In Nature this week: genomic analysis of ducks, whole-genome doubling among tumor samples, and more.
Researchers looked at the prevalence and effects of whole-genome duplication events across cancers using targeted sequenced data for almost 10,000 advanced cases.
Researchers analyzed germline mutations in 256 kidney cancer patients and found mutations that would have been missed, including therapeutically relevant ones.
A new analysis of immune cells in breast carcinomas and matched blood, breast, and lymph tissue uncovered phenotypic expansions in tumor immune cell populations.
In PNAS this week: alternative splicing patterns in sunflowers, EGFR inhibitor resistance in lung adenocarcinoma, and more.
In a pan-cancer analysis, Lynch syndrome genes were mutated more often than anticipated in tumors with high or intermediate levels of microsatellite instability.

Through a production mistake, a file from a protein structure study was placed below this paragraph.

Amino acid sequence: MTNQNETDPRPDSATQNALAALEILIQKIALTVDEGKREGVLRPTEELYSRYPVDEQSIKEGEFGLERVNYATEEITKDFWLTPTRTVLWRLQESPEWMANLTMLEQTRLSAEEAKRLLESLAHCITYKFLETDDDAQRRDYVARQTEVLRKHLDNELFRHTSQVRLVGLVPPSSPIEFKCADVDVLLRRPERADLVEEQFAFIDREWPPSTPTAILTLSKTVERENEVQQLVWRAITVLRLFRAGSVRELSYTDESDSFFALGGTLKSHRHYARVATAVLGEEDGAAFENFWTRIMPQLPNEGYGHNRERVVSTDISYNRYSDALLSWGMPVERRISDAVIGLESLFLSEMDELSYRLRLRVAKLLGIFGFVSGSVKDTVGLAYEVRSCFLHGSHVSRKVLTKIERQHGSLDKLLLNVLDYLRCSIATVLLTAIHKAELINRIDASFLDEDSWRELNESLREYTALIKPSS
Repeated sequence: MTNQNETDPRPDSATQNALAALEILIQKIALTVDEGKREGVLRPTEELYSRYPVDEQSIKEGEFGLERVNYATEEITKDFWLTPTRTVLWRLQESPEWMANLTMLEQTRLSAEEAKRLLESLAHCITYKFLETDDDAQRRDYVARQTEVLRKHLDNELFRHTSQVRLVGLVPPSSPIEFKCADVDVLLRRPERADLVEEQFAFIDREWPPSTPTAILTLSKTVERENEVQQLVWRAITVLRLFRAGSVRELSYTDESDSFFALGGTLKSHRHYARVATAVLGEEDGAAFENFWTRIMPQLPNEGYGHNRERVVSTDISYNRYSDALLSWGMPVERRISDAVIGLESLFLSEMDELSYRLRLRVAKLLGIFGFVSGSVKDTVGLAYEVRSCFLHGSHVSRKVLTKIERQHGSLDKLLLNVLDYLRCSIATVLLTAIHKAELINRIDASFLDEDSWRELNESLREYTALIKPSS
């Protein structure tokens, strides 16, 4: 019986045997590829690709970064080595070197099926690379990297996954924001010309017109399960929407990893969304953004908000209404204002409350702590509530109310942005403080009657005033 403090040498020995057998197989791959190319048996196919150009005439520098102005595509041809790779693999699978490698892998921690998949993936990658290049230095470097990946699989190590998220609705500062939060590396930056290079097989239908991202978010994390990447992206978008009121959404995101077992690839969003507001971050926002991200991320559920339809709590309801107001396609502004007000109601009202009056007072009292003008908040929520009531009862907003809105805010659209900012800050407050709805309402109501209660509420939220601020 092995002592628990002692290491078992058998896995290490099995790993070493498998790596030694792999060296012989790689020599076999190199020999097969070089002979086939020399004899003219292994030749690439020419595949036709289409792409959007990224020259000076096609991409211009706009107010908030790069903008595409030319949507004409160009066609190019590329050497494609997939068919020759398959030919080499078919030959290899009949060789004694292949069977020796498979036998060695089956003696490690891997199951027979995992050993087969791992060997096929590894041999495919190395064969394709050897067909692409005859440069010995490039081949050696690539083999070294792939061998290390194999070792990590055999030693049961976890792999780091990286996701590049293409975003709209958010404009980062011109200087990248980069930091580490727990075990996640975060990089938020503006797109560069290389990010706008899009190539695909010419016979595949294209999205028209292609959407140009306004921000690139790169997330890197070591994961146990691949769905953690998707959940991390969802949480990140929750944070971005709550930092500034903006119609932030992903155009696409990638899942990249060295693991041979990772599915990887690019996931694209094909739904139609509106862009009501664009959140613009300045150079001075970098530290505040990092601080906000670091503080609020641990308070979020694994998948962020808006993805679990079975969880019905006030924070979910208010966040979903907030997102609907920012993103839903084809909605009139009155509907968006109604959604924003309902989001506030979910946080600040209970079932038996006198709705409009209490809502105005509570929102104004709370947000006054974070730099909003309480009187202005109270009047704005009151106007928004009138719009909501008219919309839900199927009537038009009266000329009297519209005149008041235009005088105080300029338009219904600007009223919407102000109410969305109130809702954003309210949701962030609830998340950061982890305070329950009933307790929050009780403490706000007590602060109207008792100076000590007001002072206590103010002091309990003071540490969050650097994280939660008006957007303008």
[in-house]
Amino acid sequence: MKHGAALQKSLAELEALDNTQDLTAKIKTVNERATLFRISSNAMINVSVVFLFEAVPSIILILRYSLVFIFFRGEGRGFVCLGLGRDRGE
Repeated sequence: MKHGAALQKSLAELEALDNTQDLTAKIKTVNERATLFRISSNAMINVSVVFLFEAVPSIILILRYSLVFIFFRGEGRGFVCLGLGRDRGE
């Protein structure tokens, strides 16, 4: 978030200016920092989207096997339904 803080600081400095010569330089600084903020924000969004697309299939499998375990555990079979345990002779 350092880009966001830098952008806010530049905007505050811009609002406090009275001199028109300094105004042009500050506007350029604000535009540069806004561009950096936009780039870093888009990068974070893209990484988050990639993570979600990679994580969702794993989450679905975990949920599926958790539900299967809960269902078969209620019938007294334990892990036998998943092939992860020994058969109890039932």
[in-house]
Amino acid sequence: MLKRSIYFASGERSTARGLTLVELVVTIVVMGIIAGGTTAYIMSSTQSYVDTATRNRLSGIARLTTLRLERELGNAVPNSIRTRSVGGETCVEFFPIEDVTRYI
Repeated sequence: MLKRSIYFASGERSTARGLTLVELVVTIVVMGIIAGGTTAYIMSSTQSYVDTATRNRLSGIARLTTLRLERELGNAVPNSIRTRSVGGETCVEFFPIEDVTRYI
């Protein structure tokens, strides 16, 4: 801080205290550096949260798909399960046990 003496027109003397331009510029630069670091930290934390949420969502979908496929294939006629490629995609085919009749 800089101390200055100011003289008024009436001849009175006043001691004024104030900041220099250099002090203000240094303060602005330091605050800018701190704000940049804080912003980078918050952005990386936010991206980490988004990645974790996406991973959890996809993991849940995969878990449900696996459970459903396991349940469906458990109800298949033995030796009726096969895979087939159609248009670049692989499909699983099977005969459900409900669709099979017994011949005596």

Investigators from several centers outlined tumor features, treatment strategies, and clinical trial classifications coming from tumor-germline clinical sequencing programs.
Bringing together more than 1,000 prostate cancer exomes, researchers uncovered almost 100 significantly mutated genes, including drivers mutated in a fraction of tumors.
The 4,000-participant study will use a digital enrollment platform and will provide free genetic testing as well as support from doctors and genetics experts.
PGDx has the exclusive rights to develop both tissue- and blood-based diagnostics using MSK’s TMB-related intellectual property.
University of Idaho researchers model the scientific discovery process to examine the link between reproducibility and scientific truth.
A bill passed by a US House of Representatives appropriations subcommittee would give scientific agencies including the National Science Foundation boosts in funding.
Relocating USDA agencies outside of Washington, DC, may make them less effective, critics of the move tell NPR.
In PLOS this week: genes that help Borrelia burgdorferi survive in ticks, CiliaCarta collection of about 1,000 suspected cilia genes, and more.